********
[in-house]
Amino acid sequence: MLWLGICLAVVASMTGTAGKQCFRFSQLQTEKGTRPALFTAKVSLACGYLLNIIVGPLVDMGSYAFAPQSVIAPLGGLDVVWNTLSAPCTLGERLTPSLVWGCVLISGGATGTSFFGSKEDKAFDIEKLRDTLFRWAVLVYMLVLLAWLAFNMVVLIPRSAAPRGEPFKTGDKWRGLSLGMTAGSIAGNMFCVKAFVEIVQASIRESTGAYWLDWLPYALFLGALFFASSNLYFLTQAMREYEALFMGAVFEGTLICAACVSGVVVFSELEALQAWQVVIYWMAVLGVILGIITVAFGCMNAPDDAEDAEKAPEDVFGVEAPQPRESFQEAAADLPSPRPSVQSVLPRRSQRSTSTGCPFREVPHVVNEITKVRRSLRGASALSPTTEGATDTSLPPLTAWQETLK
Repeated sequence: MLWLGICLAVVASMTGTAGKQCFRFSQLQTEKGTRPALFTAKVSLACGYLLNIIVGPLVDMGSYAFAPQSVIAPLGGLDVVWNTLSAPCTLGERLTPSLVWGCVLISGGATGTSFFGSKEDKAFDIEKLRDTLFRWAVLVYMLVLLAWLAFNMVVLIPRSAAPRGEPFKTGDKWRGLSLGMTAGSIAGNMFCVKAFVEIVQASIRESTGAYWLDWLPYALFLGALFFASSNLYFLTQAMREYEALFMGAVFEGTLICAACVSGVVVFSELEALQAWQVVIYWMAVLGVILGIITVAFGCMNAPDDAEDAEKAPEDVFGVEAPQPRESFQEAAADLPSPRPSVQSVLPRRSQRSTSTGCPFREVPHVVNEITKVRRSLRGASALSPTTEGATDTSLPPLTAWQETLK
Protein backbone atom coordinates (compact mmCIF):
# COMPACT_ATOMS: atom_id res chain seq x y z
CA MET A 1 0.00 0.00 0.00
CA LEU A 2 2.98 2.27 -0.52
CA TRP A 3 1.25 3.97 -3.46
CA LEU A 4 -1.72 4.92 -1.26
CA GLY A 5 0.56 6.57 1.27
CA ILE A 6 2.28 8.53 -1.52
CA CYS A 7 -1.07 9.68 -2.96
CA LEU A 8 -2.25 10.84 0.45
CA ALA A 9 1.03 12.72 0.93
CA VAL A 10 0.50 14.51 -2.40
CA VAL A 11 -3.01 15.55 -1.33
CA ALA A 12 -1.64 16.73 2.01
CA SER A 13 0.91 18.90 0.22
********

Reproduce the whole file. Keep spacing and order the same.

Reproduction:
[in-house]
Amino acid sequence: MLWLGICLAVVASMTGTAGKQCFRFSQLQTEKGTRPALFTAKVSLACGYLLNIIVGPLVDMGSYAFAPQSVIAPLGGLDVVWNTLSAPCTLGERLTPSLVWGCVLISGGATGTSFFGSKEDKAFDIEKLRDTLFRWAVLVYMLVLLAWLAFNMVVLIPRSAAPRGEPFKTGDKWRGLSLGMTAGSIAGNMFCVKAFVEIVQASIRESTGAYWLDWLPYALFLGALFFASSNLYFLTQAMREYEALFMGAVFEGTLICAACVSGVVVFSELEALQAWQVVIYWMAVLGVILGIITVAFGCMNAPDDAEDAEKAPEDVFGVEAPQPRESFQEAAADLPSPRPSVQSVLPRRSQRSTSTGCPFREVPHVVNEITKVRRSLRGASALSPTTEGATDTSLPPLTAWQETLK
Repeated sequence: MLWLGICLAVVASMTGTAGKQCFRFSQLQTEKGTRPALFTAKVSLACGYLLNIIVGPLVDMGSYAFAPQSVIAPLGGLDVVWNTLSAPCTLGERLTPSLVWGCVLISGGATGTSFFGSKEDKAFDIEKLRDTLFRWAVLVYMLVLLAWLAFNMVVLIPRSAAPRGEPFKTGDKWRGLSLGMTAGSIAGNMFCVKAFVEIVQASIRESTGAYWLDWLPYALFLGALFFASSNLYFLTQAMREYEALFMGAVFEGTLICAACVSGVVVFSELEALQAWQVVIYWMAVLGVILGIITVAFGCMNAPDDAEDAEKAPEDVFGVEAPQPRESFQEAAADLPSPRPSVQSVLPRRSQRSTSTGCPFREVPHVVNEITKVRRSLRGASALSPTTEGATDTSLPPLTAWQETLK
Protein backbone atom coordinates (compact mmCIF):
# COMPACT_ATOMS: atom_id res chain seq x y z
CA MET A 1 0.00 0.00 0.00
CA LEU A 2 2.98 2.27 -0.52
CA TRP A 3 1.25 3.97 -3.46
CA LEU A 4 -1.72 4.92 -1.26
CA GLY A 5 0.56 6.57 1.27
CA ILE A 6 2.28 8.53 -1.52
CA CYS A 7 -1.07 9.68 -2.96
CA LEU A 8 -2.25 10.84 0.45
CA ALA A 9 1.03 12.72 0.93
CA VAL A 10 0.50 14.51 -2.40
CA VAL A 11 -3.01 15.55 -1.33
CA ALA A 12 -1.64 16.73 2.01
CA SER A 13 0.91 18.90 0.22